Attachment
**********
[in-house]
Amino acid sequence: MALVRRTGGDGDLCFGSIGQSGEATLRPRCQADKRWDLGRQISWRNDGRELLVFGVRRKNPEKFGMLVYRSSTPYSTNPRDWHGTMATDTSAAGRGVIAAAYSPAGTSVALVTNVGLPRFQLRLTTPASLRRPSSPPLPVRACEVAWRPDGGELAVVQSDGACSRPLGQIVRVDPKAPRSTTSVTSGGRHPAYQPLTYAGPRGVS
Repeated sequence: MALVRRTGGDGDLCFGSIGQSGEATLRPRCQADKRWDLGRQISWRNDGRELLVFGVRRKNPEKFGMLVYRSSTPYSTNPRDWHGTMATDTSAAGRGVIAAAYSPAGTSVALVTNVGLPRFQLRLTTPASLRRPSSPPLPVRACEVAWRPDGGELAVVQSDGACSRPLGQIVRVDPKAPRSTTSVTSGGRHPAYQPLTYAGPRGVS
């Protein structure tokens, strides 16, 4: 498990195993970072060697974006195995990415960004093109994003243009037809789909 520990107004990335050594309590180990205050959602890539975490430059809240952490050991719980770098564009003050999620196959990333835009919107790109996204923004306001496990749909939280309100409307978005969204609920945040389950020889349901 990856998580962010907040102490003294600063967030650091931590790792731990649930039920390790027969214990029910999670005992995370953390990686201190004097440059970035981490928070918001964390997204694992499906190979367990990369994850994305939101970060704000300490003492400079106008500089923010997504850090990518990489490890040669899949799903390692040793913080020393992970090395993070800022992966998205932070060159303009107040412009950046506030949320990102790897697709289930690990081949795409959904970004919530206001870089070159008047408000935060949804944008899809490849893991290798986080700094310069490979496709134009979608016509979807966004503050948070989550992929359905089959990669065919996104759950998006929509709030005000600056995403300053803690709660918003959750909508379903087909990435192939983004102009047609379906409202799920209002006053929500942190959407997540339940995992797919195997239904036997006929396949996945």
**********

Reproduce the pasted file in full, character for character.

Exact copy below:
[in-house]
Amino acid sequence: MALVRRTGGDGDLCFGSIGQSGEATLRPRCQADKRWDLGRQISWRNDGRELLVFGVRRKNPEKFGMLVYRSSTPYSTNPRDWHGTMATDTSAAGRGVIAAAYSPAGTSVALVTNVGLPRFQLRLTTPASLRRPSSPPLPVRACEVAWRPDGGELAVVQSDGACSRPLGQIVRVDPKAPRSTTSVTSGGRHPAYQPLTYAGPRGVS
Repeated sequence: MALVRRTGGDGDLCFGSIGQSGEATLRPRCQADKRWDLGRQISWRNDGRELLVFGVRRKNPEKFGMLVYRSSTPYSTNPRDWHGTMATDTSAAGRGVIAAAYSPAGTSVALVTNVGLPRFQLRLTTPASLRRPSSPPLPVRACEVAWRPDGGELAVVQSDGACSRPLGQIVRVDPKAPRSTTSVTSGGRHPAYQPLTYAGPRGVS
């Protein structure tokens, strides 16, 4: 498990195993970072060697974006195995990415960004093109994003243009037809789909 520990107004990335050594309590180990205050959602890539975490430059809240952490050991719980770098564009003050999620196959990333835009919107790109996204923004306001496990749909939280309100409307978005969204609920945040389950020889349901 990856998580962010907040102490003294600063967030650091931590790792731990649930039920390790027969214990029910999670005992995370953390990686201190004097440059970035981490928070918001964390997204694992499906190979367990990369994850994305939101970060704000300490003492400079106008500089923010997504850090990518990489490890040669899949799903390692040793913080020393992970090395993070800022992966998205932070060159303009107040412009950046506030949320990102790897697709289930690990081949795409959904970004919530206001870089070159008047408000935060949804944008899809490849893991290798986080700094310069490979496709134009979608016509979807966004503050948070989550992929359905089959990669065919996104759950998006929509709030005000600056995403300053803690709660918003959750909508379903087909990435192939983004102009047609379906409202799920209002006053929500942190959407997540339940995992797919195997239904036997006929396949996945």